Just what is “fairness?” That depends on who is asked as we see her claims of being a business owner, yet unwilling to share her profits beyond that she deems is “fair.” Others that have little may see fair as her giving up some of her wealth to give to them, but Ms. Kuran doesn’t see it that way.

Further displaying her entitlement attitude she said, “Healthcare should not be profit driven by insurance companies, period.” Again based upon her thoughts. But, she should be entitled to earn a profit in her business while others may not?

Insurance companies are for profit ventures, just as her small business is. If there is no profit, there is no reason to be in business.

Pressed further on why she declares they should turn a profit, she replied, “Healthcare insurance should not be profit driven because of the obvious…”

Would that “obvious” be “profits for me but not for thee?”

What those like Ms. Kuran fail to grasp is that the more they strive to impose their idea of “fair,” the less opportunity there is for “Life, Liberty and the Pursuit of Happiness” due to government regulations, high taxes, exorbitant fees on business and individuals reaching out to better their lot in life.

Life itself is not “fair.” As was once explained to be a friend who worked as a Therapist, “if life were fair, we could poop on pigeons.”

Healthcare I not cheap, especially as so many run to a doctor or hospital emergency room for every little ailment that often could be treated at home or will soon pass. Paying for illegal aliens who flock to emergency rooms and do not pay their bills has cost many hospitals to raise rates, driving some out of business and limiting where we may seek healthcare.

We also see this entitlement attitude in the medical field as many now want the rest of us to pay for their contraceptives or abortions if they become pregnant and don’t want to burden of raising a child.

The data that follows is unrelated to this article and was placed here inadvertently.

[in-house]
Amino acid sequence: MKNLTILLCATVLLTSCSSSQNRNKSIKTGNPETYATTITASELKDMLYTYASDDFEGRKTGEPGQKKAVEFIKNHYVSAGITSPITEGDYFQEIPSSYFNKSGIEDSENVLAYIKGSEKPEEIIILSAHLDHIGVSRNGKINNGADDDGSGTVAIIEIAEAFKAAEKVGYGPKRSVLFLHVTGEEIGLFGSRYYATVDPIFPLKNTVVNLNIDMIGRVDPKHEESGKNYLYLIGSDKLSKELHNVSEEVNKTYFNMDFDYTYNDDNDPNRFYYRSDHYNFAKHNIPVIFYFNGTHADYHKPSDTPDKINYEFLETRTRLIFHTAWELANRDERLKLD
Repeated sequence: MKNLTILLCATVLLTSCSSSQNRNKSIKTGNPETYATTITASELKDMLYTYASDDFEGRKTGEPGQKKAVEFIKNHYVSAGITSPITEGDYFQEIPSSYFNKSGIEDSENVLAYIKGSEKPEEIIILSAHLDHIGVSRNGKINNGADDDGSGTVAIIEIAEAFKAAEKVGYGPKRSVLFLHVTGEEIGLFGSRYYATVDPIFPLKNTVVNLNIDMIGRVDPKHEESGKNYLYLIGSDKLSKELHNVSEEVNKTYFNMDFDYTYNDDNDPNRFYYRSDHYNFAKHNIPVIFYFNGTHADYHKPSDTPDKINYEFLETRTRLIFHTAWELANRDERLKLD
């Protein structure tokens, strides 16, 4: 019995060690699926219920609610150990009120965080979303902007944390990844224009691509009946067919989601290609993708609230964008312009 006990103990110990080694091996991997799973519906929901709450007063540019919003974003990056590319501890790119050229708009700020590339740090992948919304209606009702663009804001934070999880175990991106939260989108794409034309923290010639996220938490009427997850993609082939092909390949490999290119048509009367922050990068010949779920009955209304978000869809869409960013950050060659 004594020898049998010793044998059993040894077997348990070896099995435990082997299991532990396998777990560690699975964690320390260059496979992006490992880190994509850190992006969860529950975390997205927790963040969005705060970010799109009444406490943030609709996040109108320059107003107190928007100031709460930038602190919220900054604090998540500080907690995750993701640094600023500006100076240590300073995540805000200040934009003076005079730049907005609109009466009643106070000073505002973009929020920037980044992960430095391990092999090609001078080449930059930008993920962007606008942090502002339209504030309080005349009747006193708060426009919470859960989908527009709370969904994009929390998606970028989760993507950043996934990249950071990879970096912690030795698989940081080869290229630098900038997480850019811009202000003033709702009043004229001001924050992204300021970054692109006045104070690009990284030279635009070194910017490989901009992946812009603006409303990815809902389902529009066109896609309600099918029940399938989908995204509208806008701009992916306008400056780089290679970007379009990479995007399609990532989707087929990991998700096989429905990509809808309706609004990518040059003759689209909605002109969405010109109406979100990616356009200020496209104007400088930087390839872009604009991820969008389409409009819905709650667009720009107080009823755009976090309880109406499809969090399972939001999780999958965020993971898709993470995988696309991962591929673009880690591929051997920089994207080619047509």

And this is where some of the biggest problems facing the country today lie. People expecting whatever it is they want to just be handed to them and politicians promising a “chicken in every pot” campaign speeches, hoping to bribe enough votes to propel them into cushioned seats of authority where they earn the big money off of us little people still struggling to make ends meet.

As long as people feel they are “entitled” to anything, they expect it provided for them with little to no effort on their part. They then do not appreciate what they have enough to care for it, still expecting someone else to take care of them and pay their way through life.

Sadly, it is shown most as people today don’t care enough to protect our country and way of life to keep those God given freedoms our founders put in place for us and are willing to elect whoever promises the most freebies, even though they sign away their freedoms in order to get their “entitlements.”

“A government big enough to give you everything you want is a government big enough to take from you everything you have.” President Gerald R. Ford in an address to a joint session of Congress on August 12, 1974.